Op-ed Showcase

How am I supposed to learn when the world is on fire?

Photo by Selena N. B. H. via Flickr (CC BY 2.0)

As students at West Chester University are certainly familiar with, online classes began at the start of this week. Some of us have classes on Zoom, others have regular D2L assignments and others have a mix of both among other things.

Learning and working is something that feels normal to me. I love to immerse myself in new knowledge and I want to push myself to expand my mind and take in new information. While I am desperately trying to cling to anything that feels normal right now, something about having to focus on learning at this time feels a bit off.

I get it —we can’t just cancel half of a semester and end with the grades we left for spring break with (trust me, I would not want that at all). When everything seems mixed up and the world feels like it is crumbling around you, focusing on which literary devices were used in a text from the 1800s or teaching yourself how to conjugate words from another language just to pass a test feels so trivial.

I know that in op-eds we are supposed to have a super strong and crystal clear opinion, but I am afraid that with this one, I just don’t. I want to learn and I want to feel normal, but learning like this is hard and, if anything, it might only make my life feel more topsy-turvy. 

We are used to working in an environment of our choosing that is conducive to us. For me, that usually looks like packing up my things and leaving my on-campus room to go to Sykes or the Starbucks in the library to spread out and get my things done. It does not look like locking myself in my childhood bedroom for several hours a day to try to get some space while my family stomps around below me and I cram my earbuds in my ears to focus on a Zoom lecture.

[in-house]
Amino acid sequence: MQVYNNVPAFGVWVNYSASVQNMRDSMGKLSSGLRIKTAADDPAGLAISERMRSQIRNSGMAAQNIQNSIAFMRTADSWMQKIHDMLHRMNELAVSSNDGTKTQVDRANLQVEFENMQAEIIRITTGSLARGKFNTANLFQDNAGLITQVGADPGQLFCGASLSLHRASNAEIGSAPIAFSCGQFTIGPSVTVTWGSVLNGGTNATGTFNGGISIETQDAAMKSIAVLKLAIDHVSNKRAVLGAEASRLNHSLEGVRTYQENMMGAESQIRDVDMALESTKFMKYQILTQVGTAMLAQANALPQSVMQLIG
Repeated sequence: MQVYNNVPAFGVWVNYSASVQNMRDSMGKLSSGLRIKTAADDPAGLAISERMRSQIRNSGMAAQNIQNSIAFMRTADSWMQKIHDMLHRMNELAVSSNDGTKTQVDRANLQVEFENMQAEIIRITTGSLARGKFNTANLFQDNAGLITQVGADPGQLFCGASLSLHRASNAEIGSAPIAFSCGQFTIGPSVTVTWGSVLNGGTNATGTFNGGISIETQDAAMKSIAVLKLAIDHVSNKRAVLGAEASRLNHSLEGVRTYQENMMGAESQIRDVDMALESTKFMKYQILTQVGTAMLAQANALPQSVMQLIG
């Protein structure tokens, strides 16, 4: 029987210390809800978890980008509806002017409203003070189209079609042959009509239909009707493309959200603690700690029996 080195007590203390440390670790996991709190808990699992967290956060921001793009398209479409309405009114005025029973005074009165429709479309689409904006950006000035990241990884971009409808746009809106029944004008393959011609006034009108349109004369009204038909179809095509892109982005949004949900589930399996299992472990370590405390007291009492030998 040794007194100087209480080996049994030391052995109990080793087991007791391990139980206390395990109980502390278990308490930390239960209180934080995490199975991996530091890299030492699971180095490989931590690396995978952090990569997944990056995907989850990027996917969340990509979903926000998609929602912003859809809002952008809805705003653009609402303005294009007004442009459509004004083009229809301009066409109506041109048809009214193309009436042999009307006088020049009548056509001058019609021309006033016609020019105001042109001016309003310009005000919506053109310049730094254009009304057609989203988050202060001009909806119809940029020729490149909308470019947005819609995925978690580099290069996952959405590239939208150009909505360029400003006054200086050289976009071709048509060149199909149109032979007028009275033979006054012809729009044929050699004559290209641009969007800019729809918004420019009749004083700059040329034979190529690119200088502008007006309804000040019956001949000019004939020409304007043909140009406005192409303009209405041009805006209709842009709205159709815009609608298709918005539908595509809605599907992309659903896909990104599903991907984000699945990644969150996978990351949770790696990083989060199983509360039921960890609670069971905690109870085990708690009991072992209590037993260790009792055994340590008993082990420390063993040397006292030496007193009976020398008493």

Things aren’t bad, per se, but this is not the way I am used to consuming information and doing the work that comes along with it. As a whole, this is not the way anyone is used to living, so trying to keep one area of our lives — in this case, our education — business-as-usual feels really hard. 

Thankfully, the university has switched to a sort of pass-fail system which means that we have a little more wiggle room to adjust and the ability to stress less about the way this crazy semester will affect us overall. I want to do well and I want to get all of the information out of it that I would have if I was sitting in a real classroom every day.

As a result, I feel a little bit cheated. I signed up for these courses not knowing that my life was going to fall apart halfway through the semester. I didn’t sign up to sit in my bedroom and work with the hopes of just scraping by. 

The truth is that I really don’t know how to learn and do well like this. I have simply never had to. That is no one’s fault, but it is the reality of the situation that we are in. I don’t know what I am doing and I feel certain that many other students don’t either. 

Things are insane and they are scary and they are unprecedented. So no, I don’t think that schools are necessarily wrong for trying to keep us working and learning during this weird, uncertain time. I just don’t know how to learn when the world is on fire. 


Ali Kochik is an English writings major, minoring in journalism and women’s and gender studies at West Chester University. AK908461@wcupa.edu

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